Are antibiotics really needed for ear infections? An article from the October 2001 issue of the Archives of Internal Medicine suggests otherwise. According to the article the medical profession is facing a situation where the antibiotics they have relied on in the past are becoming less effective, prompting physicians around the world to consider alternatives. One of the alternatives is ear surgery called myringotomy, an operation where the child is strapped to a papoose board and held down. Myringotomy is an operation in which a small cut is made in the ear drum to relieve pressure caused by pus or fluid in the middle ear. A small tube may then be placed in the cut to allow fluid to drain from the ear and air to pass inside. The tube usually falls out on its own in about a year and the cut heals. While myringotomy is done on both adults and children, it is done most often on children. In fact, it is the most common operation done on children. Myringotomy is not without potential serious complications.
The disturbing part of the report raises the question of effectiveness, "Perhaps the most important question is whether myringotomy is an effective treatment for acute otitis media. The available evidence (1 randomized controlled trial and 1 case series) suggests probably not." The researchers go on to question, "How safe is myringotomy? What other costs are there? The operation's psychological effects of being held down and strapped to a papoose board are not described."
The researcher noted that otitis media is a spontaneously remitting disease. This means that in most cases it clears up by itself. They also noted that other populations have already adopted a watchful-waiting strategy. The result was that nothing catastrophic happened. The Netherlands already has a policy of supportive treatment only and using antibiotics and/or myringotomy for less than 5% of diagnosed cases of acute otitis media. In that country a study showed that more than 90% of nearly 5000 children recovered within a few days.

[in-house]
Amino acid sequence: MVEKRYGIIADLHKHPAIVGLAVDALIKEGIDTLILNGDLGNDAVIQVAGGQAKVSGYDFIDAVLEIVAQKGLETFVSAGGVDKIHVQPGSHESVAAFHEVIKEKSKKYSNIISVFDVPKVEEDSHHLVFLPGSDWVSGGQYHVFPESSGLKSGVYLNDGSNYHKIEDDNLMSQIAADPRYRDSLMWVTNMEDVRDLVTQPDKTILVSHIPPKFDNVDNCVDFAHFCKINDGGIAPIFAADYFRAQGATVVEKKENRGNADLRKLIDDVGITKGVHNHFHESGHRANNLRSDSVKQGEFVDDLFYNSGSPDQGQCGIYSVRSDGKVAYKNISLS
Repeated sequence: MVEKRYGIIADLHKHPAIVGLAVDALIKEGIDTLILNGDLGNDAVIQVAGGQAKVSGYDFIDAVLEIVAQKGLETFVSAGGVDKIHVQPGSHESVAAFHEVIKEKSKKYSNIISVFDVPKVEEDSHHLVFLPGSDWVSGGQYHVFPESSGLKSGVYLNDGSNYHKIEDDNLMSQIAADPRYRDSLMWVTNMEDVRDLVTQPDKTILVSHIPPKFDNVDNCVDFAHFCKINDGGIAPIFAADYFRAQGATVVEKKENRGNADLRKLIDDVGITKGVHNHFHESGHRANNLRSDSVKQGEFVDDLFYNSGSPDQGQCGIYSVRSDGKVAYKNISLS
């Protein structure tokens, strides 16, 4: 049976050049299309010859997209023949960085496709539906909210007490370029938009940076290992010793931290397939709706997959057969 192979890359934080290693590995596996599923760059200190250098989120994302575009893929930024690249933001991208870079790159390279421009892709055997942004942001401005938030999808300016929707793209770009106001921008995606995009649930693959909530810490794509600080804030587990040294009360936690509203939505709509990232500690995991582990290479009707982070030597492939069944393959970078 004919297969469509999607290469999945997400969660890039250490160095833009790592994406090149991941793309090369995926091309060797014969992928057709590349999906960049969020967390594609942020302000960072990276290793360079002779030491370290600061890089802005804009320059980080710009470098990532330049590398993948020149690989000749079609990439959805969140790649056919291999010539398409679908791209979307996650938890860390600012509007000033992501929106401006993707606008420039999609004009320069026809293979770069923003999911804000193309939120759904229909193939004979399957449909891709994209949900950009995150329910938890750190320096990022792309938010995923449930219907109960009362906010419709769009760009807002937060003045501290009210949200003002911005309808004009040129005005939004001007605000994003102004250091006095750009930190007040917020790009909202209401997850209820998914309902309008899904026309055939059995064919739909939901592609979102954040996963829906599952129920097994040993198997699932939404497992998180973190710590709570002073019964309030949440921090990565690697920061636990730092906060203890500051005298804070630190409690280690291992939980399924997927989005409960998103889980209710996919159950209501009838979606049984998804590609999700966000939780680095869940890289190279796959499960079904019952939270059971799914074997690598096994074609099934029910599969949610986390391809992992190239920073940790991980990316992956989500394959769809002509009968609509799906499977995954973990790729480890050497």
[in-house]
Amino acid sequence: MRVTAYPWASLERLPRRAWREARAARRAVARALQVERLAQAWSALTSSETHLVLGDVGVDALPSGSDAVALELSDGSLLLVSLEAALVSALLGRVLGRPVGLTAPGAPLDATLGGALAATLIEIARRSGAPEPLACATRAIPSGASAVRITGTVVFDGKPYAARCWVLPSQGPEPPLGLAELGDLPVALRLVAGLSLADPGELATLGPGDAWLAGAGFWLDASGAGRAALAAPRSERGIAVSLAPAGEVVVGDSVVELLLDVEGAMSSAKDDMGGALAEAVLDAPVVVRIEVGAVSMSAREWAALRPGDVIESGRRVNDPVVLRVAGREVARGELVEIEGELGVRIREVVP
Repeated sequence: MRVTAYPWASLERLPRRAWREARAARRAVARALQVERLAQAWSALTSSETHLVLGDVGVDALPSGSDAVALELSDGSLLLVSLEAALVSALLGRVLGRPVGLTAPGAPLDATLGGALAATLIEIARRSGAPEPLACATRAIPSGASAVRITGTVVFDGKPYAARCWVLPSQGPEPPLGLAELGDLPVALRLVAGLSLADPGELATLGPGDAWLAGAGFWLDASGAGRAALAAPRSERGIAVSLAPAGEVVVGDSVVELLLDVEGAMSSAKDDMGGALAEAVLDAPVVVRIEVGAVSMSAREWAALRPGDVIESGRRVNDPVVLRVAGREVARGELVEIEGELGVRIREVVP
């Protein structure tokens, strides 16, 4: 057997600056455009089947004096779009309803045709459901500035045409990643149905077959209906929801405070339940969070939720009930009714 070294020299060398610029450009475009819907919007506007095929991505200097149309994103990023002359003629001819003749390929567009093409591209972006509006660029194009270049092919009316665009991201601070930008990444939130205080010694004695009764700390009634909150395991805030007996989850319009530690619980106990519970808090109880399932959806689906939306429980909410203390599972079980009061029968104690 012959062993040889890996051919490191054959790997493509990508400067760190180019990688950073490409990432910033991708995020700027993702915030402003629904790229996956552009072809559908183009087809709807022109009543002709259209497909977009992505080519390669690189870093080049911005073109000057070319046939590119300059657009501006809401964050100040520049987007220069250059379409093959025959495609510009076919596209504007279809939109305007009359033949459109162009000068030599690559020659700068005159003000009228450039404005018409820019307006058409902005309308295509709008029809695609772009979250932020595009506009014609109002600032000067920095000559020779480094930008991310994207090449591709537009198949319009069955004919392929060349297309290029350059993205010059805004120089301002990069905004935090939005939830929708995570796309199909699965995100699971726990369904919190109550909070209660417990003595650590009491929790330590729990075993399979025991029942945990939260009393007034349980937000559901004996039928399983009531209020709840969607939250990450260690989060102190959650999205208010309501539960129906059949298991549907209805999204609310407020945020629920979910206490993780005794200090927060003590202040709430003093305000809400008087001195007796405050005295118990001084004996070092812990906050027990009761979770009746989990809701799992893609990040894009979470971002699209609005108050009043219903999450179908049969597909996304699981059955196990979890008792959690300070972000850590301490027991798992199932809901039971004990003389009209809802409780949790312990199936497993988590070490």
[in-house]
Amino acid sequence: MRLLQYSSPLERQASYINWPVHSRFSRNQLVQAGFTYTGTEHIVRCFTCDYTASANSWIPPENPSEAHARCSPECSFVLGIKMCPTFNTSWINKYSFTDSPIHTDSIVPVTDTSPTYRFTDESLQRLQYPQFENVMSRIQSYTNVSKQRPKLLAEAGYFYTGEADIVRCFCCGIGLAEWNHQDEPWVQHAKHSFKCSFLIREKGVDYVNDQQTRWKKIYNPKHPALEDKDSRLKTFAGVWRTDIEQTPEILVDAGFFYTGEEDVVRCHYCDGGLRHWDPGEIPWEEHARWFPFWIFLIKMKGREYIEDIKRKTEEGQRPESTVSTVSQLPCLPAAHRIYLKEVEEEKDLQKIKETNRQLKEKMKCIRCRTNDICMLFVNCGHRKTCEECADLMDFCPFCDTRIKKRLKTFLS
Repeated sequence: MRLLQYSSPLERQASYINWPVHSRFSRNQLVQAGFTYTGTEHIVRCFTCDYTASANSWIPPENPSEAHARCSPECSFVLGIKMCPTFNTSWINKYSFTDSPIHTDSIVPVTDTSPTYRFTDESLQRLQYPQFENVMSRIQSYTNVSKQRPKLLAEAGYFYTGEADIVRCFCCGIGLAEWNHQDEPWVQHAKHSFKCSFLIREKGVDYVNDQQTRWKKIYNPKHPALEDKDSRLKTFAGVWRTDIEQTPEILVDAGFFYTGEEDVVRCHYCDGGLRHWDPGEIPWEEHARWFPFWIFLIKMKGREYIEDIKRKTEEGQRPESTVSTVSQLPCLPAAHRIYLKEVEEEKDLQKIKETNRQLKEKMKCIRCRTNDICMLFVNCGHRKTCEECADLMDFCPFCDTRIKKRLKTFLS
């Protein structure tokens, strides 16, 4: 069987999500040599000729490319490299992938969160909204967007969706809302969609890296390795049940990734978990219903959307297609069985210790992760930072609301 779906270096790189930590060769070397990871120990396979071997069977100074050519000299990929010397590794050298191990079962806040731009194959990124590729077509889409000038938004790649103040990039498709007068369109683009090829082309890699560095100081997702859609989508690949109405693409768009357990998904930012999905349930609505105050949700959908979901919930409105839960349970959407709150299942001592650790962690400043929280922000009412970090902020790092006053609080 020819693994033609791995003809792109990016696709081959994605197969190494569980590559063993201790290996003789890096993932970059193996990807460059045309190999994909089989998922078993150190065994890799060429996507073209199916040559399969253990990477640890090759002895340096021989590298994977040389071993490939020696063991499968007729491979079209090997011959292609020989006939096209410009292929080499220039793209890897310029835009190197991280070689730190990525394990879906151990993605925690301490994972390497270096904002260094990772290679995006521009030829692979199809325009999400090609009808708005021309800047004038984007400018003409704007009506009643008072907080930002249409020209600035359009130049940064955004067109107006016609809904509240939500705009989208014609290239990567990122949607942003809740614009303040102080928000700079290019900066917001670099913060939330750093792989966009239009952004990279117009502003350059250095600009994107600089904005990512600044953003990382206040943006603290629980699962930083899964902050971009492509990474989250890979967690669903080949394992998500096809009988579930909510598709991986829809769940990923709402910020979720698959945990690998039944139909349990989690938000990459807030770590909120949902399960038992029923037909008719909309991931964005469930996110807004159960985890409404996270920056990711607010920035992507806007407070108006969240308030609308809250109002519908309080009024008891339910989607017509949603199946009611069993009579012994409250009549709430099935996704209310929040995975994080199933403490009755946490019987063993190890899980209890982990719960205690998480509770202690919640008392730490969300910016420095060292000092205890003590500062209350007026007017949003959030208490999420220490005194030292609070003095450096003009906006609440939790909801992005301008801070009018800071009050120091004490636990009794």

The option that these researchers are suggesting is "watchful-waiting". They suggest, "Perhaps we need to offer the alternative of watchful waiting more often for acute otitis media, rather than marginally effective antibiotics (which cause bacterial antibiotic resistance) or the fearsome procedure of myringotomy."
Chiropractors have long talked about the benefits of chiropractic care for children with otitis media. One study in 1998 of 401 children showed marked improvement for the children with otitis media who received chiropractic care.